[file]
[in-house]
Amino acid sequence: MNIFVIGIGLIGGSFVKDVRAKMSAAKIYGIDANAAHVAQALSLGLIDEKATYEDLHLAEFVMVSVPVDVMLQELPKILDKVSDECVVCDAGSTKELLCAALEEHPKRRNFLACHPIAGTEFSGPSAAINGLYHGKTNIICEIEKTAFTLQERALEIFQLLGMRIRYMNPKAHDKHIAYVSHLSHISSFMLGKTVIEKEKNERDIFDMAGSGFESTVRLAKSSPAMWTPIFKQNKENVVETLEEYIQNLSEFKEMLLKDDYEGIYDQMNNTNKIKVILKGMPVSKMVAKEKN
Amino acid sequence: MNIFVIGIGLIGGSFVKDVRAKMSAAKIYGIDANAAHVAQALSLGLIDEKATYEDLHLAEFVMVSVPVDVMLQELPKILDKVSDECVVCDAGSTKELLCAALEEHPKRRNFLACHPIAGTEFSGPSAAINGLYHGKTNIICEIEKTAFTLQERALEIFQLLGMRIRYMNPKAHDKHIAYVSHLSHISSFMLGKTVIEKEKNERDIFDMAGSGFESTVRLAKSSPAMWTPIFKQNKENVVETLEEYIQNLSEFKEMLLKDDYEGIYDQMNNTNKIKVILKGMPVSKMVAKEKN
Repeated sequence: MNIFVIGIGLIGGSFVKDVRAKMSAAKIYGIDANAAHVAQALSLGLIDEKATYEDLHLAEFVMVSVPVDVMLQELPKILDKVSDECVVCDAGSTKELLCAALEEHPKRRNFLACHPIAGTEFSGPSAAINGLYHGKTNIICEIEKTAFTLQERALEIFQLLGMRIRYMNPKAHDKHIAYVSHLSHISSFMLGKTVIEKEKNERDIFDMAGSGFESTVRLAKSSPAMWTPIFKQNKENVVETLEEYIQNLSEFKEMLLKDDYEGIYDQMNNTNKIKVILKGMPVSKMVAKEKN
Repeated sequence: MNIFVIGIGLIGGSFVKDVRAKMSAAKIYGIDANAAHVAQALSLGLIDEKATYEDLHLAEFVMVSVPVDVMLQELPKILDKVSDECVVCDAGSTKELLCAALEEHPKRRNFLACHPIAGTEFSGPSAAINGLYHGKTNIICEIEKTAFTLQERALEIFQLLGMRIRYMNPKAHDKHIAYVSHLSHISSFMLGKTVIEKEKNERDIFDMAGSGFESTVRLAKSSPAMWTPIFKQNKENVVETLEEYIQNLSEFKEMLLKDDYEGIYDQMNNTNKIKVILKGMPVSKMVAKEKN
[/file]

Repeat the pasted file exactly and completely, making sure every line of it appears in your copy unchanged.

[in-house]
Amino acid sequence: MNIFVIGIGLIGGSFVKDVRAKMSAAKIYGIDANAAHVAQALSLGLIDEKATYEDLHLAEFVMVSVPVDVMLQELPKILDKVSDECVVCDAGSTKELLCAALEEHPKRRNFLACHPIAGTEFSGPSAAINGLYHGKTNIICEIEKTAFTLQERALEIFQLLGMRIRYMNPKAHDKHIAYVSHLSHISSFMLGKTVIEKEKNERDIFDMAGSGFESTVRLAKSSPAMWTPIFKQNKENVVETLEEYIQNLSEFKEMLLKDDYEGIYDQMNNTNKIKVILKGMPVSKMVAKEKN
Amino acid sequence: MNIFVIGIGLIGGSFVKDVRAKMSAAKIYGIDANAAHVAQALSLGLIDEKATYEDLHLAEFVMVSVPVDVMLQELPKILDKVSDECVVCDAGSTKELLCAALEEHPKRRNFLACHPIAGTEFSGPSAAINGLYHGKTNIICEIEKTAFTLQERALEIFQLLGMRIRYMNPKAHDKHIAYVSHLSHISSFMLGKTVIEKEKNERDIFDMAGSGFESTVRLAKSSPAMWTPIFKQNKENVVETLEEYIQNLSEFKEMLLKDDYEGIYDQMNNTNKIKVILKGMPVSKMVAKEKN
Repeated sequence: MNIFVIGIGLIGGSFVKDVRAKMSAAKIYGIDANAAHVAQALSLGLIDEKATYEDLHLAEFVMVSVPVDVMLQELPKILDKVSDECVVCDAGSTKELLCAALEEHPKRRNFLACHPIAGTEFSGPSAAINGLYHGKTNIICEIEKTAFTLQERALEIFQLLGMRIRYMNPKAHDKHIAYVSHLSHISSFMLGKTVIEKEKNERDIFDMAGSGFESTVRLAKSSPAMWTPIFKQNKENVVETLEEYIQNLSEFKEMLLKDDYEGIYDQMNNTNKIKVILKGMPVSKMVAKEKN
Repeated sequence: MNIFVIGIGLIGGSFVKDVRAKMSAAKIYGIDANAAHVAQALSLGLIDEKATYEDLHLAEFVMVSVPVDVMLQELPKILDKVSDECVVCDAGSTKELLCAALEEHPKRRNFLACHPIAGTEFSGPSAAINGLYHGKTNIICEIEKTAFTLQERALEIFQLLGMRIRYMNPKAHDKHIAYVSHLSHISSFMLGKTVIEKEKNERDIFDMAGSGFESTVRLAKSSPAMWTPIFKQNKENVVETLEEYIQNLSEFKEMLLKDDYEGIYDQMNNTNKIKVILKGMPVSKMVAKEKN